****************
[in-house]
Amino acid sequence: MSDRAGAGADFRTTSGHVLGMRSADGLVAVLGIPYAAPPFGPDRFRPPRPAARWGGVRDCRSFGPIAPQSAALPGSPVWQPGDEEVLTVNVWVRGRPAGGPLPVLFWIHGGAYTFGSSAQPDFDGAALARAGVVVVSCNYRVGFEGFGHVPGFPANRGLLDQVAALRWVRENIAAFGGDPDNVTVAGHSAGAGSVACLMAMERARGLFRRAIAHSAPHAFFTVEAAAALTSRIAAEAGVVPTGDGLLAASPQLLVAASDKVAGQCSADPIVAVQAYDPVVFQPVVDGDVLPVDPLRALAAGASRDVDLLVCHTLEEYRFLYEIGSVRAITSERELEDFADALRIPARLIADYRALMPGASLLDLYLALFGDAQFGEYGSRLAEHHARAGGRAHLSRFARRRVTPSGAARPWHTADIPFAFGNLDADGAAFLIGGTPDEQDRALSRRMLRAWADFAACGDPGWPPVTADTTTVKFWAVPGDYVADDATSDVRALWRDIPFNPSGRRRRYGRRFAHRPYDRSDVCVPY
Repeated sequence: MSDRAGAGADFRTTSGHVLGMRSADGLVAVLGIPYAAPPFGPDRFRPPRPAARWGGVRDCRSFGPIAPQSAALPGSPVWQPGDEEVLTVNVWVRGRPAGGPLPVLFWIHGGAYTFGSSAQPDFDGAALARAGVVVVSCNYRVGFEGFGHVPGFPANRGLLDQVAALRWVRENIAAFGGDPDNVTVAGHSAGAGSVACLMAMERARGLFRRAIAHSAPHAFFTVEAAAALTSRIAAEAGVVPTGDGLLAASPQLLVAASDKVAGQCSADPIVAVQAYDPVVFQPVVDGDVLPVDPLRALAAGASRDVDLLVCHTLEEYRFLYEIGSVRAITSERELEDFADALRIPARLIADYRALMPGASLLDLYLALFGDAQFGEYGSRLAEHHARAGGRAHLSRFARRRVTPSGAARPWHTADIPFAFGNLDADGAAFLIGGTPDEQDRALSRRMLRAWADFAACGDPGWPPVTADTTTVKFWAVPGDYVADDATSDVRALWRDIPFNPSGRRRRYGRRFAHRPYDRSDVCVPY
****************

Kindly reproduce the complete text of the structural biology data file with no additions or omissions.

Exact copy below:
[in-house]
Amino acid sequence: MSDRAGAGADFRTTSGHVLGMRSADGLVAVLGIPYAAPPFGPDRFRPPRPAARWGGVRDCRSFGPIAPQSAALPGSPVWQPGDEEVLTVNVWVRGRPAGGPLPVLFWIHGGAYTFGSSAQPDFDGAALARAGVVVVSCNYRVGFEGFGHVPGFPANRGLLDQVAALRWVRENIAAFGGDPDNVTVAGHSAGAGSVACLMAMERARGLFRRAIAHSAPHAFFTVEAAAALTSRIAAEAGVVPTGDGLLAASPQLLVAASDKVAGQCSADPIVAVQAYDPVVFQPVVDGDVLPVDPLRALAAGASRDVDLLVCHTLEEYRFLYEIGSVRAITSERELEDFADALRIPARLIADYRALMPGASLLDLYLALFGDAQFGEYGSRLAEHHARAGGRAHLSRFARRRVTPSGAARPWHTADIPFAFGNLDADGAAFLIGGTPDEQDRALSRRMLRAWADFAACGDPGWPPVTADTTTVKFWAVPGDYVADDATSDVRALWRDIPFNPSGRRRRYGRRFAHRPYDRSDVCVPY
Repeated sequence: MSDRAGAGADFRTTSGHVLGMRSADGLVAVLGIPYAAPPFGPDRFRPPRPAARWGGVRDCRSFGPIAPQSAALPGSPVWQPGDEEVLTVNVWVRGRPAGGPLPVLFWIHGGAYTFGSSAQPDFDGAALARAGVVVVSCNYRVGFEGFGHVPGFPANRGLLDQVAALRWVRENIAAFGGDPDNVTVAGHSAGAGSVACLMAMERARGLFRRAIAHSAPHAFFTVEAAAALTSRIAAEAGVVPTGDGLLAASPQLLVAASDKVAGQCSADPIVAVQAYDPVVFQPVVDGDVLPVDPLRALAAGASRDVDLLVCHTLEEYRFLYEIGSVRAITSERELEDFADALRIPARLIADYRALMPGASLLDLYLALFGDAQFGEYGSRLAEHHARAGGRAHLSRFARRRVTPSGAARPWHTADIPFAFGNLDADGAAFLIGGTPDEQDRALSRRMLRAWADFAACGDPGWPPVTADTTTVKFWAVPGDYVADDATSDVRALWRDIPFNPSGRRRRYGRRFAHRPYDRSDVCVPY